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Open Resolver Problems

In message <5150BE64.2020907 at pubnix.net>, Alain Hebert writes:
>     Well,
> On 03/25/13 16:45, Jared Mauch wrote:
> > On Mar 25, 2013, at 2:04 PM, Jay Ashworth <jra at baylink.com> wrote:
> >
> >> ----- Original Message -----
> >>> From: "Jared Mauch" <jared at puck.nether.net>
> >>> Open resolvers pose a security threat.
> >> Could you clarify, here, Jared?
> >>
> >> Do "open DNS customer-resolver/recursive servers" *per se* cause a problem?
> >>
> >> Or is it merely "customer zone servers which are misconfigured to recurse",
> >> as has always been problematic?
> >>
> >> That is: is this just a reminder we never closed the old hole, or 
> >> notification of some new and much nastier hole?
> > There have been some moderate size attacks recently that I won't go into detail here about.  The IPs that a
> re on the website are certainly being used/abused.  A recent attack saw a 90% match rate against the "master 
> list" here.  This means your open resolver is likely being used.
> >
> > Anything to raise the bar here will minimize the impact to those networks under attack.  Turn on RPF facing
>  your colocation and high-speed server lans.  We all know hosts become compromised.  Help minimize the impact
>  of these attacks by 
> >
> > a) doing BCP-38
> > b) locking down your recursive servers to networks you control
> > c) locking down your authority servers to not provide the same answer 15x in a second to the same querying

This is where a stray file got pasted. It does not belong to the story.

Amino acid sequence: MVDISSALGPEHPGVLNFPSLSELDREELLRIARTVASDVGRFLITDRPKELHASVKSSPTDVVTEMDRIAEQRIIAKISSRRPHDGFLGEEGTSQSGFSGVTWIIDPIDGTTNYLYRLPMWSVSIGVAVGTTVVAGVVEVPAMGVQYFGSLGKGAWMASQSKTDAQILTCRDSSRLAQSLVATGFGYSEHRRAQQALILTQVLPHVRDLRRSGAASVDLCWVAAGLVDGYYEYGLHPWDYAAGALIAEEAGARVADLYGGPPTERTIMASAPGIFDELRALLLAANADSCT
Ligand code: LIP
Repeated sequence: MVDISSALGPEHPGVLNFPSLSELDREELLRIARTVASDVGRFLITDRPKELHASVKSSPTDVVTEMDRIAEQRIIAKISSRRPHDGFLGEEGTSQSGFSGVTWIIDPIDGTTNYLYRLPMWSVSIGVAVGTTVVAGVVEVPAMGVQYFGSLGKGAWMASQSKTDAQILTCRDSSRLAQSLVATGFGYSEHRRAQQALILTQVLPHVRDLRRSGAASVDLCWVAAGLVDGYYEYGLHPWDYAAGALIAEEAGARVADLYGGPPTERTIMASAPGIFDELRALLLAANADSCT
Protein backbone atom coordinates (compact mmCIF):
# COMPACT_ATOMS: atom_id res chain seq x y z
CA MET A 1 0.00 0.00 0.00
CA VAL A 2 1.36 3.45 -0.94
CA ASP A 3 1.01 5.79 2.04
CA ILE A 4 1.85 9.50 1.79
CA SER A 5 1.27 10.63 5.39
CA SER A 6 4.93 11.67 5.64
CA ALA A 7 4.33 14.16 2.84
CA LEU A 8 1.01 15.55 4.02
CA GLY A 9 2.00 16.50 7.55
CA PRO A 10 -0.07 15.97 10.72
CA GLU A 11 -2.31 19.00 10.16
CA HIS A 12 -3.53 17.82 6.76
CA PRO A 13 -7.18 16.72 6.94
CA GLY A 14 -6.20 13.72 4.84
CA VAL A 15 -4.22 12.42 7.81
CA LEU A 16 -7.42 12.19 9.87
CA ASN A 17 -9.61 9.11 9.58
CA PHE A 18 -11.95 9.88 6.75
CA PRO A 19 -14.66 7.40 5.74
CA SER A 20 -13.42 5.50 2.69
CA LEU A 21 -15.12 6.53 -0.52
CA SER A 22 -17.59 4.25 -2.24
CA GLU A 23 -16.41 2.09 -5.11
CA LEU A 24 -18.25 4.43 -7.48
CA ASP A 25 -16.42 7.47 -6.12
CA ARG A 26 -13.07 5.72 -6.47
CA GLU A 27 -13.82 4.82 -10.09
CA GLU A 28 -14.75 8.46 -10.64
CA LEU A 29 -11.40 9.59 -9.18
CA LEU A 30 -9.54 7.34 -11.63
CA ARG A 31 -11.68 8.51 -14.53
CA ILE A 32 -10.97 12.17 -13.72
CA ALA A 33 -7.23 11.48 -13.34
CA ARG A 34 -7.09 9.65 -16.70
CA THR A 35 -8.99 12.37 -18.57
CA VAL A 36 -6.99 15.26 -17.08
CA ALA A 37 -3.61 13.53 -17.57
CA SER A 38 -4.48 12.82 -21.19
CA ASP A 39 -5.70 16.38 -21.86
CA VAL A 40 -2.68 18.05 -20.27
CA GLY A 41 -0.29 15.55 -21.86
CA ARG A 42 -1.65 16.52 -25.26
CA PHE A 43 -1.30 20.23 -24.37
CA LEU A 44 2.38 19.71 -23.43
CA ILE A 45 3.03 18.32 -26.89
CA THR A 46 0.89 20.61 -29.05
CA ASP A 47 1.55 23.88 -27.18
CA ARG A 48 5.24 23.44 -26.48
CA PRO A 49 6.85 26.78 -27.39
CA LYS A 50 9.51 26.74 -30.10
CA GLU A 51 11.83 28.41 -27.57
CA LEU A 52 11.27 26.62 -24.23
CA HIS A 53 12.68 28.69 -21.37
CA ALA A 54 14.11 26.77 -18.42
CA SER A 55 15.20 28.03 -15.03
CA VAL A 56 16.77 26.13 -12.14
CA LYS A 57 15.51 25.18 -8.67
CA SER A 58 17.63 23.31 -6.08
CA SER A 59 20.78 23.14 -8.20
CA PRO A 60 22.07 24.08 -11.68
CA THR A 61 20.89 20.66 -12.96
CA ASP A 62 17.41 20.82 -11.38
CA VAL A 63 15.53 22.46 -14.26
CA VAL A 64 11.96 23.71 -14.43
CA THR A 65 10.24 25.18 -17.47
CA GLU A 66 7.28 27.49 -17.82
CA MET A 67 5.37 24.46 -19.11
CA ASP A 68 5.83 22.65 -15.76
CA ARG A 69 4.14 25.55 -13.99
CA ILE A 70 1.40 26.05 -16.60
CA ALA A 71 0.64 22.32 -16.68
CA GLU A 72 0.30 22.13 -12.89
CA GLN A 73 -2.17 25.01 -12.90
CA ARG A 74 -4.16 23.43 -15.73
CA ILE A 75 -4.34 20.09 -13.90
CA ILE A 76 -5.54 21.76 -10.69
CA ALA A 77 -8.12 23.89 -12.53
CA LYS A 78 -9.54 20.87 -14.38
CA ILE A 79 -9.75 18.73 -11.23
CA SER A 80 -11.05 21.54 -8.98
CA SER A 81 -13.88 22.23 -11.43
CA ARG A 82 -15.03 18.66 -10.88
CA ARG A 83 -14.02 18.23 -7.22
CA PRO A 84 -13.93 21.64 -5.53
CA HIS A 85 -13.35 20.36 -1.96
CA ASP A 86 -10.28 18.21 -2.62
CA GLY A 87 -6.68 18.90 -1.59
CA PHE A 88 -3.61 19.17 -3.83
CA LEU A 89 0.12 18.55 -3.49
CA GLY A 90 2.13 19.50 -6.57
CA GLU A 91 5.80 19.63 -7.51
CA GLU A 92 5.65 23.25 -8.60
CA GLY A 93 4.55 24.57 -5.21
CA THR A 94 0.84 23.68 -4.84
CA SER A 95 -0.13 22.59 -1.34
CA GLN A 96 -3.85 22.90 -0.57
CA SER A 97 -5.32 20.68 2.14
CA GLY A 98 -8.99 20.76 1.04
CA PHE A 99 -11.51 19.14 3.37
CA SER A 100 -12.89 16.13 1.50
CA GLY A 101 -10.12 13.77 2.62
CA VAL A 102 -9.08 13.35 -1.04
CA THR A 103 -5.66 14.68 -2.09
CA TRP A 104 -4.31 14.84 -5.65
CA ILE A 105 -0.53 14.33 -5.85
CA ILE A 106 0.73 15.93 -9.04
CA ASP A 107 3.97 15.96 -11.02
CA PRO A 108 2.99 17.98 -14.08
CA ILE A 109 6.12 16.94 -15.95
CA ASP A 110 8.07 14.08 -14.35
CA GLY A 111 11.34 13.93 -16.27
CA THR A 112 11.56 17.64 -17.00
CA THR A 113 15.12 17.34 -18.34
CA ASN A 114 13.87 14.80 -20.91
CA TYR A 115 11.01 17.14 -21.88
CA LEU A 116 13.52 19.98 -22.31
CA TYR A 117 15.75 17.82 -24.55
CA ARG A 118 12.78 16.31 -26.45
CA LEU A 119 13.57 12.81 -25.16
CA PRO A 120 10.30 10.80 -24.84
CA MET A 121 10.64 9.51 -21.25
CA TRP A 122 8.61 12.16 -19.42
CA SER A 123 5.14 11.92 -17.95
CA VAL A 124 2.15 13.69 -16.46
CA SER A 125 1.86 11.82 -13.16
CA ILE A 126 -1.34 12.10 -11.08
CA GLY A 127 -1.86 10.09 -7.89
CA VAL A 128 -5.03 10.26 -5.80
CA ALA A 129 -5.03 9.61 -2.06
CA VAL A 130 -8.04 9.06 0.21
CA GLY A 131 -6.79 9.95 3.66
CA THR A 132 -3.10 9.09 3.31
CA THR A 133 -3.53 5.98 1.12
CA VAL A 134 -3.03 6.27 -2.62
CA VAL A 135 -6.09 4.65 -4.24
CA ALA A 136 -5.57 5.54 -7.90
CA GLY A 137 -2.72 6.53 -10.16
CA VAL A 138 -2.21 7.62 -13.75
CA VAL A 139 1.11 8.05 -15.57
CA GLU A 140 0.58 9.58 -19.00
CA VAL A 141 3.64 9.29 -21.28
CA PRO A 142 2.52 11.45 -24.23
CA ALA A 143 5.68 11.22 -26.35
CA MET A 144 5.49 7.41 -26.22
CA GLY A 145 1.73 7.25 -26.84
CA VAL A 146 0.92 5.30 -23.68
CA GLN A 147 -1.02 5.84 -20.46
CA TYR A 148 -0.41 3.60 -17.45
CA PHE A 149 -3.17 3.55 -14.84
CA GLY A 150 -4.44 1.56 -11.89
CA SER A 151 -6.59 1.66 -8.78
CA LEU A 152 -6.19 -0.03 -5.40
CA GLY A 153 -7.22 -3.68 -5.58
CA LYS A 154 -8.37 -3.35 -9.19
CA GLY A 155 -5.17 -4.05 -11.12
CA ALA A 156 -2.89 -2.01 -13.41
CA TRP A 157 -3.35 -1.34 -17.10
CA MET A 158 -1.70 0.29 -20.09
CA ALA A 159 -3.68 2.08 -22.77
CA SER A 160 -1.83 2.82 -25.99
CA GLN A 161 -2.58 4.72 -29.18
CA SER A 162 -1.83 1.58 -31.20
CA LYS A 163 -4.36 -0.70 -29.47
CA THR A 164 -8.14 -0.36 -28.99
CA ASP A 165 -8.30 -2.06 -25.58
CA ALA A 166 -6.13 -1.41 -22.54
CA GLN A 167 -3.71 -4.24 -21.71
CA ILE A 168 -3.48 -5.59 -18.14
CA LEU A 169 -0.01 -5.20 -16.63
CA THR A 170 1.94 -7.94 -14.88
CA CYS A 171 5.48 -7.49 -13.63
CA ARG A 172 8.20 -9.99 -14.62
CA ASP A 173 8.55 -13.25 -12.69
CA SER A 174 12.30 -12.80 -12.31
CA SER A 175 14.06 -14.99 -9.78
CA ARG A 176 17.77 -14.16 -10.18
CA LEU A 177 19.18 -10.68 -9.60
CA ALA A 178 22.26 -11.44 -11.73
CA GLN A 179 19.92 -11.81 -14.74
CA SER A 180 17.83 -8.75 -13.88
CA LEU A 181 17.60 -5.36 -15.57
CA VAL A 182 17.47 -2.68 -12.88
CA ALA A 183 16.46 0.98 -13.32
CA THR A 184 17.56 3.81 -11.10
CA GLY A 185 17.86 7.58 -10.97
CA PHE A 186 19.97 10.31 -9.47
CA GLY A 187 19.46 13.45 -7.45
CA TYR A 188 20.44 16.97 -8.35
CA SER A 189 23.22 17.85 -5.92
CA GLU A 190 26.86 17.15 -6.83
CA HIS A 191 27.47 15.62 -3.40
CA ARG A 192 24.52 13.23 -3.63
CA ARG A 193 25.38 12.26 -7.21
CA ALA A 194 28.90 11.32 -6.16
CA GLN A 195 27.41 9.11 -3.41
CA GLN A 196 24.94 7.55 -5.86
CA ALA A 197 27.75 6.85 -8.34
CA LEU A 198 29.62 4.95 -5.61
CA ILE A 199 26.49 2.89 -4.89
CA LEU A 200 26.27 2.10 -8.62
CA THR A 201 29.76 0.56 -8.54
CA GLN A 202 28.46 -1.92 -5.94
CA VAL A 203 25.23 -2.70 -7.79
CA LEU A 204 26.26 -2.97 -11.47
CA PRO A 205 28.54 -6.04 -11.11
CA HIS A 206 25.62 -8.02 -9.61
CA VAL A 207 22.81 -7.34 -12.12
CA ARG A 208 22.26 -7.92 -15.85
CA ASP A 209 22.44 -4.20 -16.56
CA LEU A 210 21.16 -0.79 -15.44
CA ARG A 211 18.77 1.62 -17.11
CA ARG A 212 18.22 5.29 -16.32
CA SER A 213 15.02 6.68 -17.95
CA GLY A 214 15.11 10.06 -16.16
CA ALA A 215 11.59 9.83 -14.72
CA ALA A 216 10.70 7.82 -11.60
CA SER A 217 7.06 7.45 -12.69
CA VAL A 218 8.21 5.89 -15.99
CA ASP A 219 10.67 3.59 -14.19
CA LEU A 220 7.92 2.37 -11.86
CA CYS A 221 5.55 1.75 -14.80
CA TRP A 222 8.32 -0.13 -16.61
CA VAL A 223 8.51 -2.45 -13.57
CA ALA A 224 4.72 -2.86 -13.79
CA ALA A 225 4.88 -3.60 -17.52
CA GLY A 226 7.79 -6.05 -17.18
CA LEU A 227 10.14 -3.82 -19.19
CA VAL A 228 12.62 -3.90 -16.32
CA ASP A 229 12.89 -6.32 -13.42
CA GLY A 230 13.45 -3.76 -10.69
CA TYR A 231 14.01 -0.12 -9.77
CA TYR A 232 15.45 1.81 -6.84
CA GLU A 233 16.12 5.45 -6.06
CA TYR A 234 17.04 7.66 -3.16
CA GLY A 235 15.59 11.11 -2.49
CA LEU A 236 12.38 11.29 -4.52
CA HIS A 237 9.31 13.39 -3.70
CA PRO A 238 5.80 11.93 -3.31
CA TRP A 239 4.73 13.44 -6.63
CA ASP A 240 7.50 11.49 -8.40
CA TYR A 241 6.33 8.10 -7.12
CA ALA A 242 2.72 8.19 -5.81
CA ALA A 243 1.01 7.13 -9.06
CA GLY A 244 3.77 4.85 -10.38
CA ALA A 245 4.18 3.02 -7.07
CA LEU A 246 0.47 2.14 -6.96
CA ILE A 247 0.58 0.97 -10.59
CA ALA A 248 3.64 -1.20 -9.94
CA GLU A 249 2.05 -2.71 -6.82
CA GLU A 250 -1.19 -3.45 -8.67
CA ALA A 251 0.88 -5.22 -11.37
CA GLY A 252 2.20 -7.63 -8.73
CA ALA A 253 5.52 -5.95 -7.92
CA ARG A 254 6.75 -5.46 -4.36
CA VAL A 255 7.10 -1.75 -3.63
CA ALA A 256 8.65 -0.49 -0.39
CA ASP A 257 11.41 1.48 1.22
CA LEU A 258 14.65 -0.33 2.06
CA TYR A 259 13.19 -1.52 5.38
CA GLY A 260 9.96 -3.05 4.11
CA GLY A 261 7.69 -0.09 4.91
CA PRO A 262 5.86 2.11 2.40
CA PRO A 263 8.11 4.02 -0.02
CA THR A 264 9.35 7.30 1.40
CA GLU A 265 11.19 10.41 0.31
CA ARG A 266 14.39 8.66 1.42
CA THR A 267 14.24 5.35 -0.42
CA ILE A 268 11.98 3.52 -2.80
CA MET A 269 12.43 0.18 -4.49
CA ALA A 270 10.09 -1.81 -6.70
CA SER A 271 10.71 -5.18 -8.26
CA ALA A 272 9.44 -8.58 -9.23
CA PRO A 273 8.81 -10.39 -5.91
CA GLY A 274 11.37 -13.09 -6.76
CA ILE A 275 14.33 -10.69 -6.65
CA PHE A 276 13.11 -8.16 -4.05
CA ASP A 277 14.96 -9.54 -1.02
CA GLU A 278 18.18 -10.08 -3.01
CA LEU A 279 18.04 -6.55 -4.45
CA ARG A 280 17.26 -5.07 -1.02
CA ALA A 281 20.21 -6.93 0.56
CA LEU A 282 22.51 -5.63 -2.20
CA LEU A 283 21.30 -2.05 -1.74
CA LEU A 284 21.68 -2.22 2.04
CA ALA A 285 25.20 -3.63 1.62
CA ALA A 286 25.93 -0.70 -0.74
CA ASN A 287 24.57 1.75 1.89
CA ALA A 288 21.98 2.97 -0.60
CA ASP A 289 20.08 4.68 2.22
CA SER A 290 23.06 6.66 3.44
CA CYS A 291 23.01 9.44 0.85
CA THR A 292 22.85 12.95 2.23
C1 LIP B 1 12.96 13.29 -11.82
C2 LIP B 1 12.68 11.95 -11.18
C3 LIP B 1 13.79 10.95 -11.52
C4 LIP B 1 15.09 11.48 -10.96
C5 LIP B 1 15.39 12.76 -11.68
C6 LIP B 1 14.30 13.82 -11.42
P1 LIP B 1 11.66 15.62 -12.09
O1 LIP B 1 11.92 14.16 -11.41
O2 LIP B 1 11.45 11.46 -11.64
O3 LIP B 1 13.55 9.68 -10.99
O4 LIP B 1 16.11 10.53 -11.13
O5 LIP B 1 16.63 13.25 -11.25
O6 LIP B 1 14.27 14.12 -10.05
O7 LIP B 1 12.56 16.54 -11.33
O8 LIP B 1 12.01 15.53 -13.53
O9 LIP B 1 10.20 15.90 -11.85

> IP.  If it's asking that same question 15x, then it's not you that's broken, it's that client.  (Or it's bein
> g abused).
> >
> > - Jared
>     I think most of the audience here knows and are sensitive about it.
>     The problems come from from those who don't give a *shit*... And
> they've been not giving a *shit* it for years.
>     The magic is in "how" to make them care.

There is only one way sure way to make them care which is to cut
them off for a period and repeat the punishment if they fail to
clean up their act.  You give them notice.  You publicise that you
are going to do it unless they address their issue by date X.  On
date X you stop accepting routes through them or to them unless
they have cleaned up their act.  At the end of the period you start
accepting traffic again.

You leave the open recursive servers open.  They are your canaries.

BCP 38 was published in May 2000.  There is no excuse for any ISP
to not have the requisite equipement to do this.

>     Do the industry need to go "a la PCI-DSS" for Peers?
>     PS: My pico ISP is soooo on your list Jared =D  Not for long hopefully.
> -----
> Alain Hebert                                ahebert at pubnix.net   
> PubNIX Inc.        
> 50 boul. St-Charles
> P.O. Box 26770     Beaconsfield, Quebec     H9W 6G7
> Tel: 514-990-5911  http://www.pubnix.net    Fax: 514-990-9443
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